By Andrew Coyne
Editor’s note. This appeared today in the Canadian newspaper, the National Post.
The case for assisted suicide and euthanasia, at least as it has been presented, is that we may freely dispense with certain moral distinctions, once considered of some importance — between killing yourself and having someone else kill you; between refraining from prolonging life and deliberately ending it — while continuing to insist on any number of others.
The issue is thus invariably cast as if the practice would be reserved for adults of sound mind, in the final stages of a terminal illness, suffering unbearable physical pain, freely consenting to have done to them what they would surely choose to do themselves were they not so disabled. In its most complete form, the patient must not only consent, but actually initiate the process in some way (hence “assisted” suicide, versus euthanasia, where someone else does the deed). At all events we are assured the task would be performed by a licensed physician, no doubt with a sterilized needle.
So it is that a cause advanced in the name of a limitless individual freedom (self-annihilation, it is said, being the ultimate assertion of personal autonomy) defends itself with reference to how acutely limited that freedom would actually be. Advocates, impatient with such arbitrary distinctions as that between suicide and assisted suicide — of what use is the right to kill oneself, they ask, if you are physically incapable of carrying it out? — are nevertheless at pains to preserve the distinction between terminal illness and mere depression, between adults and children, between the mentally competent and incompetent, between personally consenting and having someone else consent on your behalf.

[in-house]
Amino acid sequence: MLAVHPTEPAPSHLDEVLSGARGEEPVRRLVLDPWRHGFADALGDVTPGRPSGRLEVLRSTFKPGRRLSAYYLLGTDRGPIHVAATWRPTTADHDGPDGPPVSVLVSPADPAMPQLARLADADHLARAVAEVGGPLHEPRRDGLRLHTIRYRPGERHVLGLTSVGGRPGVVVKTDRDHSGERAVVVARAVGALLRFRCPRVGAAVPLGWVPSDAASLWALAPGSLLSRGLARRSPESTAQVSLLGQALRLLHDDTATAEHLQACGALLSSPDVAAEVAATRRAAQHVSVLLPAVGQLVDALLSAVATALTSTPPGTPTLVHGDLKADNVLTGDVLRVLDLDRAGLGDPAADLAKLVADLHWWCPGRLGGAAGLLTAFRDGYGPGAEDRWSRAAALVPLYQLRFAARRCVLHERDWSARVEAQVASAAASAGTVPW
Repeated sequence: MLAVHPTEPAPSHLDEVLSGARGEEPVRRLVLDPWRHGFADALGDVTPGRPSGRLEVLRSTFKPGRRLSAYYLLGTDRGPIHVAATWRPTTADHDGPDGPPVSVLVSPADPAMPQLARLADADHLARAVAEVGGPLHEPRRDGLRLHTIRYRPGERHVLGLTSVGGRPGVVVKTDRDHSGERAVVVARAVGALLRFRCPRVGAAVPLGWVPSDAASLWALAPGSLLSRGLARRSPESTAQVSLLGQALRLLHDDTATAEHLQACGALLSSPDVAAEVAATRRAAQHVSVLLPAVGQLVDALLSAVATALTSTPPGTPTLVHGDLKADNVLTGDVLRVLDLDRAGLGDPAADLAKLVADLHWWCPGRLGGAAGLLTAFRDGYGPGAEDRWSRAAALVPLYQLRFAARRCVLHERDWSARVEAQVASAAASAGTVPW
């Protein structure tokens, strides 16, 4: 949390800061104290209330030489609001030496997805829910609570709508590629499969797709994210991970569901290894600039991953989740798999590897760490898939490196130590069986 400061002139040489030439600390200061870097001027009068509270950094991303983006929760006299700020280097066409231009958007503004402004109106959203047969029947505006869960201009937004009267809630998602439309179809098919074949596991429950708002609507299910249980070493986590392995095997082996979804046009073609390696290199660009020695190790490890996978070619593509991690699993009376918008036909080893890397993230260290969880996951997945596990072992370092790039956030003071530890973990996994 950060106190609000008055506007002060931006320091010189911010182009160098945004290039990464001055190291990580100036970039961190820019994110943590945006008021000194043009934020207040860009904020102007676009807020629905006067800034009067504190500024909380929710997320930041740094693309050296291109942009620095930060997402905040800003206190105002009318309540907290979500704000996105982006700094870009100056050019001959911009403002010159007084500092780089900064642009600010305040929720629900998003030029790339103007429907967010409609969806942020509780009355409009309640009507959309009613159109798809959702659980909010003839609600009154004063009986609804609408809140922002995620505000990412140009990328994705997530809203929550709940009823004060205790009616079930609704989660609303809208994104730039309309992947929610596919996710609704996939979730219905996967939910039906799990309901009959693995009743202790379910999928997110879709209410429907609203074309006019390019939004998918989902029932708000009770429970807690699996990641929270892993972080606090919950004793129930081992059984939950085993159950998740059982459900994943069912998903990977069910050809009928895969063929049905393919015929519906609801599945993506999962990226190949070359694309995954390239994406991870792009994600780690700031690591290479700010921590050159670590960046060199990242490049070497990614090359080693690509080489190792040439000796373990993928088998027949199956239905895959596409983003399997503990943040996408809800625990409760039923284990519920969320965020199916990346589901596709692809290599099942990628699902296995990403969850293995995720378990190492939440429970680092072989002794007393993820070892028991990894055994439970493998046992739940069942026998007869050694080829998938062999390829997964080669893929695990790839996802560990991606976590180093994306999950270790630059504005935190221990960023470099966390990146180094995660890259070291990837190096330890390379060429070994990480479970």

But it cannot be. By erasing the one distinction, they eviscerate the rest. For the right asserted in this case is not merely a negative right, in the old-fashioned sense of the right to be left alone, but a positive right, a claim on others, entitling one to their assistance. It is not a civil liberty, such as the right to vote, implying a degree of competency or at least free will such that it might justifiably be restricted to adults, but a more fundamental sort of right, like the right not to be tortured, that does not hinge upon agency in the rights-holders, but inheres in them simply as human beings (or even animals).
That is the implication of erasing the line between suicide and assisted suicide. When we say the former right is of “no use” to certain people, we are saying the mere absence of legal restraint is insufficient. We are not merely upholding their freedom to choose that option. We are saying that option should in fact be made available to them. We are not just establishing a right to what was previously forbidden: we are changing how we think of the act itself — of suicide, from a tragedy to a benefit, a release from suffering; of assisting suicide, from a crime into a service. We are asserting that helping people in pain to end their lives — killing them, to be more direct — is a positive good, which it is the state’s obligation not merely to tolerate, but to facilitate.